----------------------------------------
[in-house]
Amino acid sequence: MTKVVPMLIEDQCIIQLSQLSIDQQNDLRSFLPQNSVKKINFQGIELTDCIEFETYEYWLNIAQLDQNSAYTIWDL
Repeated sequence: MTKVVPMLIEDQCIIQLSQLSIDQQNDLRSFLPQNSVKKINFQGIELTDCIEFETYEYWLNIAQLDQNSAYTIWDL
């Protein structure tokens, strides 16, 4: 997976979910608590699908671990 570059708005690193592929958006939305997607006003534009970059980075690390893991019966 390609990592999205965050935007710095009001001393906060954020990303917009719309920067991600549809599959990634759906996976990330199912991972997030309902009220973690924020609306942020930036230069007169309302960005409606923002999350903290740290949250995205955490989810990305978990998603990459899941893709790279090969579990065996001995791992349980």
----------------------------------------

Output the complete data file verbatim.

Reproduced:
[in-house]
Amino acid sequence: MTKVVPMLIEDQCIIQLSQLSIDQQNDLRSFLPQNSVKKINFQGIELTDCIEFETYEYWLNIAQLDQNSAYTIWDL
Repeated sequence: MTKVVPMLIEDQCIIQLSQLSIDQQNDLRSFLPQNSVKKINFQGIELTDCIEFETYEYWLNIAQLDQNSAYTIWDL
């Protein structure tokens, strides 16, 4: 997976979910608590699908671990 570059708005690193592929958006939305997607006003534009970059980075690390893991019966 390609990592999205965050935007710095009001001393906060954020990303917009719309920067991600549809599959990634759906996976990330199912991972997030309902009220973690924020609306942020930036230069007169309302960005409606923002999350903290740290949250995205955490989810990305978990998603990459899941893709790279090969579990065996001995791992349980």